The bodycam footage is unambiguous: A 67-year-old man is seen sitting in the back of a police car, handcuffed, being tased by a police officer.
“You scream again,” the police officer dares the sexagenarian in the backseat. He does. The officer uses the stun gun again.
According to The Associated Press, Port Allen, Louisiana, police Officer Nolan Dehon III was charged earlier in the month in the March 27 incident.
Izell Richardson Jr., a black man, is talking to the media about how he “still recalls the shock of 50,000 volts of electricity pulsed into his body by a Louisiana police officer,” WAFB-TV reported.
On Thursday, the bodycam footage was released — and while one doesn’t want to opine on a case that hasn’t hit court yet, the video is anything but exculpatory.
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Why, then, do we not have Black Lives Matter protests in Louisiana? Why, when the shooting death of a girl who was potentially about to stab another girl pinned up against a car has inflamed activists in Columbus, Ohio, and across the nation, are we not talking about Richardson’s case?
It likely has something to do with the fact Nolan Dehon III is black.
THE INVESTIGATORS: Port Allen officer Nolan Dehon, III has been arrested for malfeasance in office and aggravated battery charges after a complaint was filed with the department over a tasing incident. @WAFB
WHAT WE KNOW>>> https://t.co/kC6ALq5gHD pic.twitter.com/9UFrdqY4Ri
— Scottie Hunter WAFB (@ScottieWAFB) April 12, 2021
First, the details: On March 27, Port Allen police responded to a call from a woman who said a man was breaking into her house. It was Richardson, and his sister was the one who made the call. The 67-year-old said he forgot his keys. While it’s unclear when the police were called, the video was timestamped at roughly 3 a.m.
“This is my house. … I pay for everything here. She don’t run nothing,” he said, regarding his sister.
Richardson told police he had a bad back, and as he was sitting in the police car, he began calling for help. One voice said, “Stop screaming,” while another said, “Scream again. Go ahead.”
After he screamed again for help, the stun gun could be heard on the video.
Richardson cursed at the officer, an officer identified as Dehon told him to scream again — and Richardson got another jolt.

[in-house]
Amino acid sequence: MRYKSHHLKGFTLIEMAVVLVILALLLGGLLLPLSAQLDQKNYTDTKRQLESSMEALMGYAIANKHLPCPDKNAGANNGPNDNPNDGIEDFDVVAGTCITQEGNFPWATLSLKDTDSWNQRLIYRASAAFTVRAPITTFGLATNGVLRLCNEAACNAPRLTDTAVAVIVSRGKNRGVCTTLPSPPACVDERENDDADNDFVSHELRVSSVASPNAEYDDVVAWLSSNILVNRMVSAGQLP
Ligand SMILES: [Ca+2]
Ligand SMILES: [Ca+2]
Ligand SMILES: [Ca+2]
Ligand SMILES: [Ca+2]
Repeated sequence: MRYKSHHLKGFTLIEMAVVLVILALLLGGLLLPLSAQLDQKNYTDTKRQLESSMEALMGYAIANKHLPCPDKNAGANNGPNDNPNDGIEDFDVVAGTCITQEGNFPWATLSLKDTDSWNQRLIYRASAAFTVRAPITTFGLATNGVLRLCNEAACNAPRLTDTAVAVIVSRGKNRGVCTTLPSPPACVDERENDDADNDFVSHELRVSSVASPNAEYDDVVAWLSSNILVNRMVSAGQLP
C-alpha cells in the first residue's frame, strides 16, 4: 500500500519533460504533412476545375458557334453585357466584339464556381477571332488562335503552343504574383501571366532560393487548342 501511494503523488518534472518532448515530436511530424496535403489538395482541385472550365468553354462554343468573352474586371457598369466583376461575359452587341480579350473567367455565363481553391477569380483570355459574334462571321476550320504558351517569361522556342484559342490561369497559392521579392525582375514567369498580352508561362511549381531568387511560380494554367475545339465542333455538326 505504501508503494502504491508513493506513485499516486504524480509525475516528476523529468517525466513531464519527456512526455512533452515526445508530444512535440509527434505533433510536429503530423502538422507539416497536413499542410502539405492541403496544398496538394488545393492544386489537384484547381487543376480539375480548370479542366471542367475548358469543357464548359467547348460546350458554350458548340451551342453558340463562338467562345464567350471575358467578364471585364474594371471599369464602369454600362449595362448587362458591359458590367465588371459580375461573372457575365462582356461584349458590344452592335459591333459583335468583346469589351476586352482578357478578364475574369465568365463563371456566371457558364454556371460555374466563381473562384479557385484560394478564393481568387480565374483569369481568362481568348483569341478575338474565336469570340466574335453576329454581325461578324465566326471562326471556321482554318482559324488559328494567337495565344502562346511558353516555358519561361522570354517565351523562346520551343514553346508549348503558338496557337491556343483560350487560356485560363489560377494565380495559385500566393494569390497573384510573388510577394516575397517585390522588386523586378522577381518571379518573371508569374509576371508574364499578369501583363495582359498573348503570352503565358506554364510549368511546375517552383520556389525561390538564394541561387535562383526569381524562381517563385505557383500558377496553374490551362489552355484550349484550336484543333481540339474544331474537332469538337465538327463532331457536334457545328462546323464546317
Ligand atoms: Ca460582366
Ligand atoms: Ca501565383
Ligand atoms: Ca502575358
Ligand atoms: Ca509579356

When he reached the station, Richardson said he had open-heart surgery two months prior and was transported to the hospital.
Perhaps the most damning bit of evidence came before they transported him to the police station, when Dehon realized the house was Richardson’s but still wanted to find something to charge him with.
“That’s pretty much his window, so there’s nothing we can do about that. So now, yeah, this is disturbing the peace with him doing all of that hollering,” Dehon said.
WARNING: The following video contains graphic language and content that some viewers will find offensive.
Richardson’s tale, in any other context, would be the harrowing pretext for all sorts of protests.
“He said, ‘If you holler one more time then I’m going to pop you again,’ and he put it right to my heart, and it went pow and I went out,” Richardson told WAFB.
Dehon was charged with malfeasance in office and aggravated battery. On May 5, he’ll face a termination hearing before the Port Allen City Council.
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Yes, the AP has picked up the story, but only as a tale of excessive force — which is what Dehon stands charged with, more or less. Richardson didn’t die or suffer any adverse health outcomes, which is felicitous for all involved.
And yet, even if something had happened, what would be the narrative?
Would there be one, for that matter? We can’t say that for certain, given the fact potential inappropriate use of force against an elderly black man wasn’t enough to spark national outrage.
If there was a narrative, we could hear about how the officer had “ingrained white supremacy” from working in the putrified, racist power structure that’s American law enforcement.
Who trained Dehon, for that matter? Do we know his superiors aren’t all white men?
Odds are you wouldn’t see a Black Lives Matter protest, but you’d see a lot of think-pieces about how a black man was brutalized by a black man who was a symbol of white oppression.
This, in short, isn’t about gross abuses of power. It never was, even when it’s against black men. It only works when there’s a white guy who’s the bad actor.
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